All kidding aside, this is a tremendous story on multiple fronts.  In particular, I love Amy Adams’ Charlene – and how she attempts to wean and comfort Mickey Ward into being his own man.   Wonderful film.




Of every film on this list, the one that you’re least likely to have an opportunity to ever see, is A SERBIAN FILM.  This is a fantastic, brilliant film – that given time, will eventually outgrow the absurd reactions of people that think it is a far harder film than it actually is. 


This is a movie about a male Porn Star in Serbia, their Evan Stone if you will, who has retired from the business to raise a family with his beautiful wife and child.  As he’s seduced back into the business by a financial incentive that would ensure his family’s security – he takes a gig for a Porn Auteur that nobody has ever heard of.   A former child psychologist.  


The film reeks of David Fincher & Paul Schrader.   The film also echoes THE HANGOVER – in the sense that it does concern trying to piece together what exactly happened, since a character wakes up with little memory of what ensued…  and he has to rediscover what did happen.


It is a down right shame that this film has no U.S. distribution of any kind, and while I do understand the why – I absolutely disagree.   This is a film that absolutely deserves an NC-17, but that absolutely does not deserve to be unseen, which too often, is the end result of an NC-17 rating.   As a result, no one will pick it up.   It needs someone like who Harvey Weinstein used to be.   This is powerful, uncompromised filmmaking for an Adult audience – and one of the best films of 2010.




The best supporting female performance of 2010 belongs to Yeong-Hie Seo, who plays Bok Nam in the Korean film BEDEVILLED.  


I’ll tell you why in a little bit.   BEDEVILLED is an astonishingly powerful and emotional work from Korea – that was one of the most powerful film experiences I’ve had in 2010.   The film is about a young Korean bank officer that is forced to take some time off after an incident at work.  We watch as she heads off to visit a friend on an island that she once grew up upon, just off the coast of South Korea.  


Shot on Geumodo Island, director Jang Cheol-so creates one of the most disturbing portraits of a pocket community, that I’ve ever seen.  The island has had generations of its youth leave the tiny island for life in the big city, leaving an almost exclusively elder community to fend for themselves.   Upon the island, you have Bok Nam & her Husband – who represents the one young man upon the island.   As a result, the elders pretty much give her husband complete rights to do as he pleases upon the island.  


The film is nearly 2 hours long, with the vast majority of the film concerning the beautiful Hae-Won and her friend Bok-Nam rekindling their childhood friendship – and Hae-Won discovering the evil of the island.   But in particular, Bok-Nam shines above all else.    She is a simple girl.   Not particularly bright.  She idolizes her friend Hae-Won – and dreams of living with her on the mainland, far away from her abusive husband and the hen-pecking of the elders upon this island.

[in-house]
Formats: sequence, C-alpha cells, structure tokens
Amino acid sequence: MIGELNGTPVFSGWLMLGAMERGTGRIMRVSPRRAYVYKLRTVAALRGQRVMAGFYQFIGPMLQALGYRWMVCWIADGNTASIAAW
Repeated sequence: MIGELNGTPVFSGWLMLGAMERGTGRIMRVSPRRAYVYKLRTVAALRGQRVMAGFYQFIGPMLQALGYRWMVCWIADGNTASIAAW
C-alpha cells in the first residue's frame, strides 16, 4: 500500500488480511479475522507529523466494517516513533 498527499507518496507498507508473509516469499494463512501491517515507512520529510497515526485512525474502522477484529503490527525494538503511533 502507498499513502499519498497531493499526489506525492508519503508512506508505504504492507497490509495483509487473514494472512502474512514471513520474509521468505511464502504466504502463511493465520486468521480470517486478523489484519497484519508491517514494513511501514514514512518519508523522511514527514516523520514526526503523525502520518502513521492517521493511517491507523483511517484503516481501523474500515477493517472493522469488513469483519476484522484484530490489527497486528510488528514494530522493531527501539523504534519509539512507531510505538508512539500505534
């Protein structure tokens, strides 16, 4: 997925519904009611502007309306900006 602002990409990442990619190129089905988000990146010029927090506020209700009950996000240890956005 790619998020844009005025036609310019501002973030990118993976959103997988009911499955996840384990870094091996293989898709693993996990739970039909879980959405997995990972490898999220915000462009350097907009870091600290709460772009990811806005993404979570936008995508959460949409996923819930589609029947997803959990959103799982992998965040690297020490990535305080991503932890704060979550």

Where the film goes, should not be spoiled by a living soul.   But I will say, the film is one of the surest most cathartic film experiences you’ll discover.   The movie has a very definite turn, and the turn hinges upon the performance of Yeong-Hie Seo, who nails it.   Just a stunning film and a brilliant performance. 




Mark Romanek is a remarkable director.  


Kazuo Ishiguro’s novel could have been woefully mishandled.  But with Alex Garland’s screenplay and Mark Romanek’s attention to detail – that keeps the film focused upon character, rather than whatever future world that this story would take place…  well, it keeps the focus where it must be.


So many would want to focus on the kind of world that could raise separately a stock of humans for organ transplant, but this film is never focused upon that outer world.   Instead, we’re focused on the stock.   The spare parts.   Spare parts that are raised from birth to fulfill a destiny.   Raised with pride to be what they are, for the noblest of purposes.   To ensure a longer life for whom their organs are meant.


Rather than focus on escape, the focus is upon the lives lived.   The personal mythology and interaction of these rather special spare parts.   The film hones in upon a trio of friends, played as children, then later as young adults by Carey Mulligan, Keira Knightley and Andrew Garfield.  


All 3 should be nominated for exemplary work.   In particular, I fell madly in love with Carey Mulligan’s selfless Kathy.   She loves Tommy (Garfield), but when her friend Ruth (Knightley) snatches him up, she spends a life on the outside, watching & loving Tommy.   Never interfering, never betraying…  the constant, wonderful friend.